Sunday, October 17, 2010


I was on a training course 2 days last week, and one of the things we had to do was to don a pair of glasses to simulate some degree of visual disability.

I chose the Retinitis Pigmentosa ones, because I had in the past taught a girl who had this condition, and wondered how it would be to walk a bit "in her shoes".

Scary was how it was. We left the room, went down some stairs and then out the door and round the block "what, you think I can walk on a footpath with only a pinhole of vision? Impossible".

(picture courtesy of Cruisin with Cricket blogspot)

Initially, I had my hands held out in front of me for balance, and was quite hunched, but eventually I got some handle on it, with our tutor beside me , pointing out rough ground and obstacles.

Half way round the block, we got to swap glasses, so I was thrilled to get a pair where I had poor peripheral vision- a doddle compared to RP. I was then the "guide" for my colleague wearing the RP glasses.

My evening walk on Monday was such a joy!

I was able to scrunch these leaves quite joyfully, and look down too, not having to scan metres ahead for possible tripups.

I remembered my past student fondly, and her determination to succeed at Accounting. It must have been a nightmare trying to write numbers down from the board with only this tiny pinhole of vision, and she did it with courage, grace and a hunger for learning. I know that I was sympathetic, but until this week I didn't really know what it was like for her.

Isn't it a pity that students without a disability don't always appreciate their vision?


  1. Isn't it amazing how easy it is to take for granted what just IS in our lives that not everyone has? I am guilty of this all the time. But I want to be empathetic as a human being!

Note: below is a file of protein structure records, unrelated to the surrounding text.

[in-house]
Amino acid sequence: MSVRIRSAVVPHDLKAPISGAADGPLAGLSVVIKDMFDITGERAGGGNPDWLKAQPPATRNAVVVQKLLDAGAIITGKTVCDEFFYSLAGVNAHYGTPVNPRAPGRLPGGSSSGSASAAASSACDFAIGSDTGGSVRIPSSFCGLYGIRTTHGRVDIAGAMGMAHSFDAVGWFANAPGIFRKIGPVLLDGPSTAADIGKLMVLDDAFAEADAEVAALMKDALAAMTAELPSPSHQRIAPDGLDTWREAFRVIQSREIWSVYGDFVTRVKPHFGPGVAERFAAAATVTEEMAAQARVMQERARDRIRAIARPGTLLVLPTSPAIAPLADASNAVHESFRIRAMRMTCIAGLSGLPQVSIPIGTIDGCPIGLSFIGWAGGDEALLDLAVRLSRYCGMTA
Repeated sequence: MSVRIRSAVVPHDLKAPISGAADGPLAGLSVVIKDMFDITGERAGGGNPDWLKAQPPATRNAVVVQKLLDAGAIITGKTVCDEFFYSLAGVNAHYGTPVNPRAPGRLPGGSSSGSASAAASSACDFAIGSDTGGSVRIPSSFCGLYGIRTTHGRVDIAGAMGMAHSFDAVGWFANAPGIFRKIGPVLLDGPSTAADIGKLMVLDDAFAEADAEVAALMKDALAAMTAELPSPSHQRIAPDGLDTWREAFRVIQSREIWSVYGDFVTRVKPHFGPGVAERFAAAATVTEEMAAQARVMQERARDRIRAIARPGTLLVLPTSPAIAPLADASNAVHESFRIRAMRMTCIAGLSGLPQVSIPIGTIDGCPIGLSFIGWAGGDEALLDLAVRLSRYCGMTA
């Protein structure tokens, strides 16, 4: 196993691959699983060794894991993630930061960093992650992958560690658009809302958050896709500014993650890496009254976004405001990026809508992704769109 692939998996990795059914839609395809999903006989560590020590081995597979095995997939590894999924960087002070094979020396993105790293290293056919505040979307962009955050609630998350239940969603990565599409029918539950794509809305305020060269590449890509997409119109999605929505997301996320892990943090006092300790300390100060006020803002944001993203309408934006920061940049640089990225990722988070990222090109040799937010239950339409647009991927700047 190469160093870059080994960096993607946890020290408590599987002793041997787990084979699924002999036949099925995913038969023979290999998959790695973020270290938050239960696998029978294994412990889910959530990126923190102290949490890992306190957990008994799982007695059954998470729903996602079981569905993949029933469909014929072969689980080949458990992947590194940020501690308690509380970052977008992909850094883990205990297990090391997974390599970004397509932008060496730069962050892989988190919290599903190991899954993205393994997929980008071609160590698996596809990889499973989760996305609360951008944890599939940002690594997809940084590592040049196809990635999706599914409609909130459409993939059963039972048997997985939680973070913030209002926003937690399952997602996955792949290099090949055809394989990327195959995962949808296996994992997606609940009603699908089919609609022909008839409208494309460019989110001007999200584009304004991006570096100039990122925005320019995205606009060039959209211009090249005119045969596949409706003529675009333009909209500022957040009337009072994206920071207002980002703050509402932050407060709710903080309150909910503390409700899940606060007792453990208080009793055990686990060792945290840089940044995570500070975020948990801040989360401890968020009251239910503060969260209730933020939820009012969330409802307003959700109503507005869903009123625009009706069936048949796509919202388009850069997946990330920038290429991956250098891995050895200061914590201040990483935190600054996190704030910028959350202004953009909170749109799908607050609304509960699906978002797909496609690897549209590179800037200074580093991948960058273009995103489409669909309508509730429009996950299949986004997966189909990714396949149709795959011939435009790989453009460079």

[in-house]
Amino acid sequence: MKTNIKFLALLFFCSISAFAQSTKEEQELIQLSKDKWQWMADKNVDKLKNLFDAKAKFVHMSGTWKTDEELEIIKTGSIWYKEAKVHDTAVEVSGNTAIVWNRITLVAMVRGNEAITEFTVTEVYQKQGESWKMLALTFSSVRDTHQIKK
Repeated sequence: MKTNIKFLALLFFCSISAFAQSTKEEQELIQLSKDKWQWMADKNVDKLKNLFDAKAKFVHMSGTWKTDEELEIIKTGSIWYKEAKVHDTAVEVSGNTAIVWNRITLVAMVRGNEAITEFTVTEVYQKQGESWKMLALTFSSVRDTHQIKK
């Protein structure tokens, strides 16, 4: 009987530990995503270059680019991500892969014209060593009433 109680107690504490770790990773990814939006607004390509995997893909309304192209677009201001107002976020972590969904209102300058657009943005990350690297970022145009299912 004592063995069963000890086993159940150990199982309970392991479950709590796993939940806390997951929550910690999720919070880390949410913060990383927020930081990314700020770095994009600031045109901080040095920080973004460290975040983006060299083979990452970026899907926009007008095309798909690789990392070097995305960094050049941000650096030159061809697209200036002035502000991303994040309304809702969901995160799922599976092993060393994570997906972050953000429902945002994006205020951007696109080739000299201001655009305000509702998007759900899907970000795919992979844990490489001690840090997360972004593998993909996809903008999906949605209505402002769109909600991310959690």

2. A pinhole of vision? Wow, how incredibly difficult. And yet, I suppose she was thankful for having any vision at all. Are babies born with this condition or does it progress over time? Yes, we do take things for granted, don't we? I'm glad you are sympathetic before, and now empathetic. Thanks for sharing about this, Mimi.


  3. Many of our seniors suffer from macular degeneration which gives a similar tunnel vision. Even when not too diminished it's difficult for them to judge where the step, or unevenness is. Or even if it is there at all.
    We all should have an opportunity to walk in another's shoes. It's very hard to just imagine although that is the best we can do usually. Good for you to have had the experience.

  4. Losing my eyesight is one of my worst fears. Something like this really makes me count my blessings.

  5. Thanks for your comments.
    Amy, yes, children are born with this condition, but the pinhole gets smaller all the time, until it's gone.

    I agree with everyone else,we should not take our sight for granted (even though we do! me too!), we're lucky to see the trees in their autumn beauty.

  6. It does me the world of good reading posts such as this. Reminds me of how lucky I really am. I think your course sounds fascinating, it is good to have a safe environment to try something you would never normally experience.

  7. What a powerful experience. My sister is legally blind and I often wonder what it must be like for her. She never lets it slow her down though, she's a real inspiration.

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  8. I wasn't aware of this condition. What a neat learning experience for you. Thanks for filling us in on it. :)

  9. What a great thing to do. It's the old Indian thing "don't judge me unless you have walked in my moccasins". Davy had impaired vision due to diabetes and eventually lost his driving licence. It made me aware of how lucky I am to have my vision.

  10. It must be really terrible to have this condition. I think it is good that you went on this course. I think we should all do one.
    Maggie X

    Nuts in May